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LynnS Profile
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Registered: 10-2008
Posts: 2215
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Learned Helplessness: The Girl Without Hands



Excerpt from The Girl Without Hands by The Brothers Grimm

The miller's daughter was a beautiful, pious girl,and lived through the three years in the fear of God and without sin. When therefore the time was over, and the day came when the Evil-one was to fetch her, she washed herself clean, and made a circle round herself with chalk. The devil appeared quite early, but he could not come near to her. Angrily, he said to the miller, "Take all water away from her, that she may no longer be able to wash herself, for otherwise I have no power over her." The miller was afraid, and did so. The next morning the devil came again, but she had wept on her hands, and they were quite clean. Again he could not get near her, and furiously said to the miller, "Cut her hands off, or else I cannot get the better of her."


Abusers disempower their victims in any way they can in order to gain the upper hand. This can result in what is known as Learned Helplessness, a theory Martin Seligman introduced based on research he conducted at Cornell University in 1967. From Wikipedia:

"Learned helplessness is a psychological condition in which a human being or an animal has learned to believe that it is helpless in a particular situation. It has come to believe that it has no control over its situation and that whatever it does is futile. As a result, the human being or the animal will stay passive in the face of an unpleasant, harmful or damaging situation, even when it does actually have the power to change its circumstances. Learned helplessness theory is the view that depression results from a perceived lack of control over the events in one's life, which may result from prior exposure to (actually or apparently) uncontrollable negative events."


The question of "Why Does She Stay?" has multiple answers. One of those answers may be that the woman has been conditioned to believe that she is helpless to change her circumstances. An abuser relies on his target's perception that she cannot affect change and reinforces her perception that she has no power in order to maintain control.

From The Basics of Domestic Violence by Megan Johntz


"When you look at learned helplessness in domestic violence, you see women who've been told by fathers, mothers, teachers, boyfriends, etc. that they can't do it, that others' problems are their fault, that they are not worth very much, etc. She starts to believe it, and can look very passive in abusive relationships. But there is a curious pattern when you look beneath the "passive" behavior... With battered women, she huddles up on the kitchen floor, not because she likes it, or she's stupid, but because she knows her compliance will shorten the episode, or prevent her children from being involved, or maybe he won't raise his voice and alarm the neighbors."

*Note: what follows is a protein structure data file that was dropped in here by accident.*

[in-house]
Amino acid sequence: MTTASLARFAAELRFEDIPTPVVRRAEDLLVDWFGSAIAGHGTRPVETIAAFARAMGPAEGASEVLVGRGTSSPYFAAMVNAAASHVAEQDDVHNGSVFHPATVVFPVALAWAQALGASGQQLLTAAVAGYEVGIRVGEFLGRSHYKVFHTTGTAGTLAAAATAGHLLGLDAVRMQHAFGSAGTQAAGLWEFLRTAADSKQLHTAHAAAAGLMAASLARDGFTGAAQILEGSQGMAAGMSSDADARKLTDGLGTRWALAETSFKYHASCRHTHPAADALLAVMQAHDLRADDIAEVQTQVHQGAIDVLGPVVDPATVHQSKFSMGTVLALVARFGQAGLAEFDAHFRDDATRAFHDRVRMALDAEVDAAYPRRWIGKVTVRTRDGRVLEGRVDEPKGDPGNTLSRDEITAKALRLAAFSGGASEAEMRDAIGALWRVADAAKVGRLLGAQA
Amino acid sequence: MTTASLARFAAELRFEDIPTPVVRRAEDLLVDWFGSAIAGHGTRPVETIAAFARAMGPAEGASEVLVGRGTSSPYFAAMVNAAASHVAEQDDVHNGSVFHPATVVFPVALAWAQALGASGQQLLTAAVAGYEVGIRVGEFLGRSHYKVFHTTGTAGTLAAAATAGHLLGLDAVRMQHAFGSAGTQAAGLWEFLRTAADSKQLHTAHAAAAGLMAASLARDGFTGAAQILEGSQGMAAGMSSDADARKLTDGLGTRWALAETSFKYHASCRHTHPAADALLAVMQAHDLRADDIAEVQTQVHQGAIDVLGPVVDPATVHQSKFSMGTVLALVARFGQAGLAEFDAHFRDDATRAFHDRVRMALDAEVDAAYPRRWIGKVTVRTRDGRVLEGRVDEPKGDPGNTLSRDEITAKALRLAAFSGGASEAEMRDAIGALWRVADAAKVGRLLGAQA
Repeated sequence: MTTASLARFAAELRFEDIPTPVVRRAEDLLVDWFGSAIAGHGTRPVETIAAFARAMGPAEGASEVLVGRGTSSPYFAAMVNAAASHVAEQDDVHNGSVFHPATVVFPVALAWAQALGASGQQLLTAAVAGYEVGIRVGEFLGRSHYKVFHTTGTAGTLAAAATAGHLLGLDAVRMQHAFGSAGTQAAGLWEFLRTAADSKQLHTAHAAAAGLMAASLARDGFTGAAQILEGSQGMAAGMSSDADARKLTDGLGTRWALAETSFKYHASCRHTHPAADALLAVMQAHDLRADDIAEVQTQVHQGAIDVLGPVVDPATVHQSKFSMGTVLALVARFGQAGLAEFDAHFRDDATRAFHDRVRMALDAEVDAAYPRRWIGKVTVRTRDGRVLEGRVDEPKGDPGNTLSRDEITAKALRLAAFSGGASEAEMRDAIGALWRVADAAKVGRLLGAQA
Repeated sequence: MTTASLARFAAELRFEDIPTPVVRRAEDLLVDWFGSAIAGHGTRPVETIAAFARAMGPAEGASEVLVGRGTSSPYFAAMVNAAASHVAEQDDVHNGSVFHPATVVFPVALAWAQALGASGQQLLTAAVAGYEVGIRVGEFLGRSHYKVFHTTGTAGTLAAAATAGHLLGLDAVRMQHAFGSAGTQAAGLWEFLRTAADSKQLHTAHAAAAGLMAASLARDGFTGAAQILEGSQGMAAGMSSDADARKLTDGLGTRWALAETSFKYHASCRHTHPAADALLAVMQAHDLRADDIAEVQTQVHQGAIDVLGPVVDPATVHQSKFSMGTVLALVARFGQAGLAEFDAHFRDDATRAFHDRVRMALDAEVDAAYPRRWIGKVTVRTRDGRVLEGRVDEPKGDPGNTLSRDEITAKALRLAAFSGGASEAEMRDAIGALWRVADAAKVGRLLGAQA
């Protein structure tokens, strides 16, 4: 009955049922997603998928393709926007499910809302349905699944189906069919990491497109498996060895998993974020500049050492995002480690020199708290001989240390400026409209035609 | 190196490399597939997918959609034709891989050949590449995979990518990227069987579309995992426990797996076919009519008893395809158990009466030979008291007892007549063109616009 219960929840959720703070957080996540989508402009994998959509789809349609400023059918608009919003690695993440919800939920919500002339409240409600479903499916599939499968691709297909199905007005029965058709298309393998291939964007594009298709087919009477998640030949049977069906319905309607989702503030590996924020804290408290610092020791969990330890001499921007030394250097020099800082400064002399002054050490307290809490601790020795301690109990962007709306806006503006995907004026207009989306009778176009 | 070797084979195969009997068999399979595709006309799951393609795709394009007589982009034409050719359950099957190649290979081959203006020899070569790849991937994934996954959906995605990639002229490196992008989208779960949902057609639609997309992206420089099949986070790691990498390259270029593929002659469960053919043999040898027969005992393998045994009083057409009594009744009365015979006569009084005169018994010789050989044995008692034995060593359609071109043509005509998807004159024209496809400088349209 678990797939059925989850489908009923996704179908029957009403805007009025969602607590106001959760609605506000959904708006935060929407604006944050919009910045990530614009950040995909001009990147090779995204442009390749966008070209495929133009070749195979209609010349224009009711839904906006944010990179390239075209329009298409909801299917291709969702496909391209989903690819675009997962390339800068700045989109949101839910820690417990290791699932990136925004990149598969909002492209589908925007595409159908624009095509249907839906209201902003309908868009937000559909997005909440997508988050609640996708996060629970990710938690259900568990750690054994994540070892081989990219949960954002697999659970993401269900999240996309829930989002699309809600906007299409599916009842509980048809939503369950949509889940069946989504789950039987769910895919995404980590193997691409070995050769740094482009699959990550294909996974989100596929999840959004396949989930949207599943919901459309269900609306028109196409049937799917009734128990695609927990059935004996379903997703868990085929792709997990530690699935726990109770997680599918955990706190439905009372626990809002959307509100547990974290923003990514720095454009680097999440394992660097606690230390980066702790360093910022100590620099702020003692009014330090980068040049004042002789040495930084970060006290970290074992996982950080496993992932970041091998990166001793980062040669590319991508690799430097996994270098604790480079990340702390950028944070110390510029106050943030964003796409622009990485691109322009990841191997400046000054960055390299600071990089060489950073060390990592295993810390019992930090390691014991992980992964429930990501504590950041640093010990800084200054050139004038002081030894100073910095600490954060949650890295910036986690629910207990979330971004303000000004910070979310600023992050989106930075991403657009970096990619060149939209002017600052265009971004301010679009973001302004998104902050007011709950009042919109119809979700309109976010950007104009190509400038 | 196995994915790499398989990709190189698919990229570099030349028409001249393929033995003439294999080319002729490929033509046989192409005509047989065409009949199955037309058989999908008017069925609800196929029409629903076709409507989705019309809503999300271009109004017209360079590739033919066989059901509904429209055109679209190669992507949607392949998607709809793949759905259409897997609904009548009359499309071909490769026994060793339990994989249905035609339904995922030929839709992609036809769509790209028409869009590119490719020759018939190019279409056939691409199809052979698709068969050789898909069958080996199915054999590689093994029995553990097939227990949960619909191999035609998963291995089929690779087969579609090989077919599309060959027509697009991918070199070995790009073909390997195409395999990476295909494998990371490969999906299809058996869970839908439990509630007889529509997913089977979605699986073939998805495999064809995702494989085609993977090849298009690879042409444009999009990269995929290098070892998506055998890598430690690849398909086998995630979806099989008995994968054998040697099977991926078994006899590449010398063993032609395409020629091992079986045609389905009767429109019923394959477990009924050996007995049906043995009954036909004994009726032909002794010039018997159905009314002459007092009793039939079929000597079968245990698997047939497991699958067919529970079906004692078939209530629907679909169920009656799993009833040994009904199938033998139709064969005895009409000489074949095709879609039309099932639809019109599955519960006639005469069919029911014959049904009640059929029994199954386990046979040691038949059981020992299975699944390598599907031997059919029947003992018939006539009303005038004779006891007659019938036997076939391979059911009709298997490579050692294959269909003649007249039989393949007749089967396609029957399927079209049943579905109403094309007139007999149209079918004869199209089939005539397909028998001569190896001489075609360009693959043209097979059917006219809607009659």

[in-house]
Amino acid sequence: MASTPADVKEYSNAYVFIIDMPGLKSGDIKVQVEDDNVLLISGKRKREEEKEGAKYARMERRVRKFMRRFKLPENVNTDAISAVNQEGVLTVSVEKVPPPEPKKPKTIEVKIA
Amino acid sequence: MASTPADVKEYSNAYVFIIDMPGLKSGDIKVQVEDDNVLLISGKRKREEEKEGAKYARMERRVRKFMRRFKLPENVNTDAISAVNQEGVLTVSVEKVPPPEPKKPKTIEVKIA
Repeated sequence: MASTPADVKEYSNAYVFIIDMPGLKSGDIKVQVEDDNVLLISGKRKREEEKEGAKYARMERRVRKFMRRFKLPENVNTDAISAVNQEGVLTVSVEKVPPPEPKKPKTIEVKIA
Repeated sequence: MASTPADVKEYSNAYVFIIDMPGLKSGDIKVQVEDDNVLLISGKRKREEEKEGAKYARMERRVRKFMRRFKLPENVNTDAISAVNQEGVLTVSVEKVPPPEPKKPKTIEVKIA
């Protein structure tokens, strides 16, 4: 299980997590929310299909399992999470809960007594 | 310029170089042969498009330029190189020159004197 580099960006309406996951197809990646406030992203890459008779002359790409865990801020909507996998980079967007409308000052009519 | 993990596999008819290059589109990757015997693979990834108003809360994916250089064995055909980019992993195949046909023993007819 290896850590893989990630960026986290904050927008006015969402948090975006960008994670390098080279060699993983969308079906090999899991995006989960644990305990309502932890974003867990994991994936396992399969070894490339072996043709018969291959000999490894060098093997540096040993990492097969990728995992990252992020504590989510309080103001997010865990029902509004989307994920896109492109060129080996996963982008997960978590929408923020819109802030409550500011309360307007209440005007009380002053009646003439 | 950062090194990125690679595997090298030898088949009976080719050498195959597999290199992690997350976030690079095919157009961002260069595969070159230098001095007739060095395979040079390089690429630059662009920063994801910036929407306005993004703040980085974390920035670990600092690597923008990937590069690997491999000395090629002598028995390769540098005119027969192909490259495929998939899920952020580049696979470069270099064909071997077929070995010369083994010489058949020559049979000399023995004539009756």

Excerpt from Emotional Abuse at


"Aggressive abuse can also take a more indirect form and may even be disguised as "helping." Criticizing, advising, offering solutions, analyzing, proving, and questioning another person may be a sincere attempt to help. In some instances however, these behaviors may be an attempt to belittle, control, or demean rather than help. The underlying judgmental "I know best" tone the abuser takes in these situations is inappropriate and creates unequal footing in peer relationships. This and other types of emotional abuse can lead to what is known as learned helplessness."


Learned Helplessness from


"Strube emphasizes a situation where learned helplessness traumatically effects lives. Women in abusive relationships have developed at some point in time learned helplessness. These women have low self-esteem and blame themselves when things go wrong, therefore, they feel they deserve the physical and mental abuse (similar to the young children who felt they deserved the negative criticism they received because of being "bad").

Society and family play a partial hand in this abuse by putting unnecessary pressures on the woman by making her feel it is her responsibility to make the relationship work. These pressures need to be removed and support from family needs to be increased."

Last edited by LynnS, Jan/8/2009, 10:54 am

"The best way out is always through."--Robert Frost
Oct/28/2008, 11:08 am Link to this post  

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